As I mentioned last week, we as a church would sometimes draw names from our 18 families and single households to determine who would be gathering at which home in an attempt to have everyone involved. We never wanted anyone with no relatives or living on their own to be alone on this special day. Generally, we would have three families, and a few singles gather in a home of those who had ample space to host the event. For some, it worked best to have it in their shed or shop.
Since we were one of those who had plenty of space in our home, we usually ended up with a house full of guests. The upstairs worked perfectly to serve lunch, then afterward, we children would all go downstairs and play games such as hide and seek, kick the can, and wink wave or whistle. We spent hours hiding in the back corners, dashing toward the base, then replaying the whole seen. Why, as I write, I can feel what it used to be like to be the ‘itter,’ counting with my head down and eyes shut tight and concluding with the rhyme ending with, “Whoever isn’t ready, holler, ‘I’!” After raising my head, the air was filled with anticipation, complete silence, and suspense. Hours would be spent as we’d make many happy memories together. As I reached my teen years, I remember occasions when the parents and other adults would help us children with board or card games such as Farming, Monopoly, Phase 10, or Rummikub. Those times meant a lot to me. It added value to my heart to see adults doing things with us on our level.
Toward the evenings, we would usually disperse though there were also times we hung in for supper and had leftovers or sometimes Mom would make a big pot of cheese sauce, stirring in leftover mashed potatoes, gravy, turkey, veggies, or whatever may have been leftover that could be added to the soup.
This year for Thanksgiving, we plan to visit the Earl Beachys from Arcola, Illinois, who used to live in our community 13 years ago. Though they are not related to us , I have many fond memories of times when our families would get together for an evening and spend a lot of our time singing. Now it’s been years since we’ve been together. Since they moved, four of my siblings and three of their children got married, all of whom will hopefully be present. Much has changed, yet I’m often amazed at how little it takes to spark memories and rekindle friendships. On top of the list will be to all sing together once more simply.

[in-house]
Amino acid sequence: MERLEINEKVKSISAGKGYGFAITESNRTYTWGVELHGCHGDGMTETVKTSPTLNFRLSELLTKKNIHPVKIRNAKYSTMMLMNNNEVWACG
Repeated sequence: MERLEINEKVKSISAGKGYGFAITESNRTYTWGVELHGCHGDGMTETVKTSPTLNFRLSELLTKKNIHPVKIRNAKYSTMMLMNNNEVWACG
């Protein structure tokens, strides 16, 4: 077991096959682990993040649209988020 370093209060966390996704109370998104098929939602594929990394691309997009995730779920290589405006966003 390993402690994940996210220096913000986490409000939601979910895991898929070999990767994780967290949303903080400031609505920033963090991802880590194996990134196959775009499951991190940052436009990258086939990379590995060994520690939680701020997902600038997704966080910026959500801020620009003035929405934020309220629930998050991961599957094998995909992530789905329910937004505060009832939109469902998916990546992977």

Earl used to teach my brother and me when we went to school, which also developed a stronger connection between us. With his wife being a busy young mother at the time, I would occasionally get to help her for the day. I shake my head and wonder how things happened so swiftly. She is now a grandmother, and I’m a young mother with my hands and heart filled to the brim!
Now how about winding up with a Thanksgiving salad? This salad recipe is one that the Beachys used in their daughter’s wedding and has been a hit for everyone since then.
1/2 head iceberg lettuce, chopped
1 head romaine lettuce, chopped
1/2 cup dried cranberries
1 cup fried bacon bits
3/4 cup shredded mozzarella cheese
3 cups of corn chips
1/2 cup vinegar
1/2 cup mayo
1 1/2 cup vegetable oil
1 1/2 cup sugar
1/4 cup prepared mustard
1 small onion, chopped (opt)
1 teaspoon salt
1 1/2 teaspoon poppy seed
black pepper to taste
Toss salad ingredients and add desired amount of dressing just before serving. Yummy!
Gloria Yoder is an Amish mom, writer, and homemaker in rural Illinois. The Yoders travel primarily by horse-drawn buggy and live next to the settlement’s one-room school-house. Readers can write to Gloria at 10510 E. 350th Ave., Flat Rock, IL 62427